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NYC Emergency Medicine Doctors on Why Involuntary Mental Health Hospitalization Will Harm Our Patients and Hospitals

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As emergency medicine physicians working across New York hospitals, we and Mayor Eric Adams are similarly concerned about the rise in violence and mental health challenges affecting our communities. However, his recent plan to involuntarily hospitalize New Yorkers unable to care for themselves due to mental illness is not grounded in the ramifications of the COVID-19 pandemic on health care at large, the history of mental health criminalization, or even the reality of hospital resource strain and current functioning. It is a political decision laden with moral hypocrisy akin to a legacy of problematic policing efforts in New York City. This plan will harm all potential ER and hospital-bound New Yorkers. 

Every day, we care for individuals who come to our hospitals for mental health crises. Our federally mandated responsibility is to evaluate all patients and determine the etiology of acute mental status change. This medical evaluation is not as simple as directing patients to a psychiatric bed — it includes an array of lab tests and imaging. In the most ideal circumstances, this process lasts hours. Medical evaluation may determine that the patient’s symptoms are entirely psychological. Unfortunately, this clearance does not imply that the patient will receive immediate psychiatric attention due to limited psychiatric beds. Patients “board,” or remain physically present in the ED, for hours to days waiting for an inpatient bed. This boarding period does not provide a therapeutic environment for a mental health crisis, sometimes featuring dangerous and violent behavior directed at staff or other patients.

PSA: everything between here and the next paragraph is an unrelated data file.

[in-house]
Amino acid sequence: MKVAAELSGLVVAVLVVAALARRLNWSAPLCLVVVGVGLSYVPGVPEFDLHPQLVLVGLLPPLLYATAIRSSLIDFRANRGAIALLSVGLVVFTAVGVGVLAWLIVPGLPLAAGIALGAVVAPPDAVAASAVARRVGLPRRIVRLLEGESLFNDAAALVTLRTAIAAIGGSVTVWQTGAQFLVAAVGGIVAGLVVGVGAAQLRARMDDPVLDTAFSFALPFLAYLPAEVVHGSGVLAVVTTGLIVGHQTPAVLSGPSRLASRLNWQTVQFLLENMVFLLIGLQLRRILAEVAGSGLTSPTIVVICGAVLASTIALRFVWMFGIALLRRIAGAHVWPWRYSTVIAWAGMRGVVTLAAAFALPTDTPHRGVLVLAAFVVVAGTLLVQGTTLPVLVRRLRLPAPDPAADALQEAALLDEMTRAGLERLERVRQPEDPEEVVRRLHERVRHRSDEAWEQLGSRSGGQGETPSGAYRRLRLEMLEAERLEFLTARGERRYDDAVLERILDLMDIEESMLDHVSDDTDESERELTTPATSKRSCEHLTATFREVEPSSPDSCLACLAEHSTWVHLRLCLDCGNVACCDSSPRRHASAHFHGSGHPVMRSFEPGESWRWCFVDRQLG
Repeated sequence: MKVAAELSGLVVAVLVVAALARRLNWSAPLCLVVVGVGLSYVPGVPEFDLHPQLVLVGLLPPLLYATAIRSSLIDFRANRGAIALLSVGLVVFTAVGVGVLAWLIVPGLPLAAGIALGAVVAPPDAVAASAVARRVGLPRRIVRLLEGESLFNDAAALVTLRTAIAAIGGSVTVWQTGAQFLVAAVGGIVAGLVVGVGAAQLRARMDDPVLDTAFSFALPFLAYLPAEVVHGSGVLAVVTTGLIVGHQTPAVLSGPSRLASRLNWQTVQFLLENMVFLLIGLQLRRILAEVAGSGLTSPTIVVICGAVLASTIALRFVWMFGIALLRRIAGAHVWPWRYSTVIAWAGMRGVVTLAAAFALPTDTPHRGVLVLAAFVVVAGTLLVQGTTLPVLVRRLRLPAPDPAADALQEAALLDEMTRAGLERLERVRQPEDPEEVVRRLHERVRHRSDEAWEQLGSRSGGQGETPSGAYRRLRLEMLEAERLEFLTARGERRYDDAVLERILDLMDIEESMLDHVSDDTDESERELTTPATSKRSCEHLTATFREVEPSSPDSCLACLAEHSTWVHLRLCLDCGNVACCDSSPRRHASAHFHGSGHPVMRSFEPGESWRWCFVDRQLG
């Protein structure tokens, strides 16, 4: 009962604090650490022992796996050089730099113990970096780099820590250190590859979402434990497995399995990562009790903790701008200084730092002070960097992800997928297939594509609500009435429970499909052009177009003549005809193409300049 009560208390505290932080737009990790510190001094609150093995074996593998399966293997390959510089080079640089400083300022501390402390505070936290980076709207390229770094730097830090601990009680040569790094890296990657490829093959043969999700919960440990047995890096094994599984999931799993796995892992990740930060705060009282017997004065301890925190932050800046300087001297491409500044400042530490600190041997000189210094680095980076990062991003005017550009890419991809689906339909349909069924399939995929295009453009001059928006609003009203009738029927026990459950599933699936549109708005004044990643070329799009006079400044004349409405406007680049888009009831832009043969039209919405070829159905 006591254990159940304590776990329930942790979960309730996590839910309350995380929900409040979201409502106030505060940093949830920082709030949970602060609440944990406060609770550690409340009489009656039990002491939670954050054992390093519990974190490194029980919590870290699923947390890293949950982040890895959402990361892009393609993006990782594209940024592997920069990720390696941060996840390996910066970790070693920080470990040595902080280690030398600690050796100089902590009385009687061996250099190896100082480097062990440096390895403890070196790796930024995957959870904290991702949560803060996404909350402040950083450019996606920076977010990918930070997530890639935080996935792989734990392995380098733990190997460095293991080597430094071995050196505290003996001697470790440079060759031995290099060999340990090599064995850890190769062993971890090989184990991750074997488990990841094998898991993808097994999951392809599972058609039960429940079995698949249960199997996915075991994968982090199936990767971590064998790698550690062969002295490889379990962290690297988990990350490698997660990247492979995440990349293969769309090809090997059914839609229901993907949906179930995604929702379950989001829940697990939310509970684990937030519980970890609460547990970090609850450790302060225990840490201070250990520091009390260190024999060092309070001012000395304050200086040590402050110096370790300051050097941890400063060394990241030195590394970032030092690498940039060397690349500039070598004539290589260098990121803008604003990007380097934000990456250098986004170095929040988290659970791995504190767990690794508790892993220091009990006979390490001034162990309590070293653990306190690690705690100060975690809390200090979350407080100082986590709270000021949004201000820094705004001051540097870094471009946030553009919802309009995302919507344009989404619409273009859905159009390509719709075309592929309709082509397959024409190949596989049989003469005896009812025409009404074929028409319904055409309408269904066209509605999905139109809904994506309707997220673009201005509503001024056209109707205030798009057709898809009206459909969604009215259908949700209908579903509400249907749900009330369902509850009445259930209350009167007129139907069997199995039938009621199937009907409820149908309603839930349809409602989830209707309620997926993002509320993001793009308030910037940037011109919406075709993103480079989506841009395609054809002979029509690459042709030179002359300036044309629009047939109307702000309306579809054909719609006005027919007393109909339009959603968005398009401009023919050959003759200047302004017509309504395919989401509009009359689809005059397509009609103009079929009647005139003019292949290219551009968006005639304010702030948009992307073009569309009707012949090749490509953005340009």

In an era of health care workforce burnout and attrition, historically high patient volumes and acuity, and several concurrent widespread viruses, hospitals do not have the staff, resources, or space to ensure the safety of these patients. Furthermore, the limited number of psychiatric hospital beds and legal definitions for involuntary hospitalization means that there is immense pressure to discharge patients as quickly as possible. From initial assessment and hospitalization, to coordinating outpatient follow-up, care of patients with mental health challenges is resource-intensive and unsafe.

Decreeing that we “will find a bed for everyone” is a noble yet impractical goal. The same sentiment was announced in January 2022 with New York City’s subway violence program, which sought to create shelter and psychiatric beds; to date, there is no evidence that this approach was successful. Adding the promised 50 psychiatric beds across a city of 8.47 million people is not adequate. The rise in violence and mental health challenges across the U.S. is indeed alarming, requiring thoughtful solutions that consider historical context and health system design.

In the 1960s, a large deinstitutionalization movement resulted in the closure of mental health facilities across the U.S., attempting to restore patients to their communities. Subsequently, most of this population was forcibly incarcerated in prisons, receiving similarly poor care. In the past few years, major health systems in New York City have reduced their numbers of psychiatry inpatient beds by the hundreds, as such hospitalizations do not generate revenue. Inpatient psychiatric wards are designed to pharmacologically treat and then discharge patients to outpatient care. Patients are quickly returned back to face the social determinants that exacerbate mental health crises. Regulatory and financial innovation can incentivize practical solutions for our patients with mental illness, such as a network of community-based mental health facilities with expertise, dedicated funding, creativity in EMS transportation protocols, and integration into our health care infrastructure.

We have independently cared for the same patient population who are often cleared by our psychiatric consultants and discharged only to face the homelessness, poverty, addiction, and other social determinants of health that reinforce mental illness. Focusing on upstream causes, such as affordable housing and access to addiction resources, could heal communities instead of costing taxpayers hundreds of thousands of dollars for little improvement in patients’ health. Until then, Mayor Adams’s plan criminalizes homelessness and mental illness with discriminatory policing practices that will harm our workforce and the community members this policy aims to help.

How do you feel about Mayor Adams's initiative? Share your opinions in the comments.

The authors are emergency medicine physicians in New York City committed to social justice and equitable health care for all.

Image by Kakigori Studio / Shutterstock

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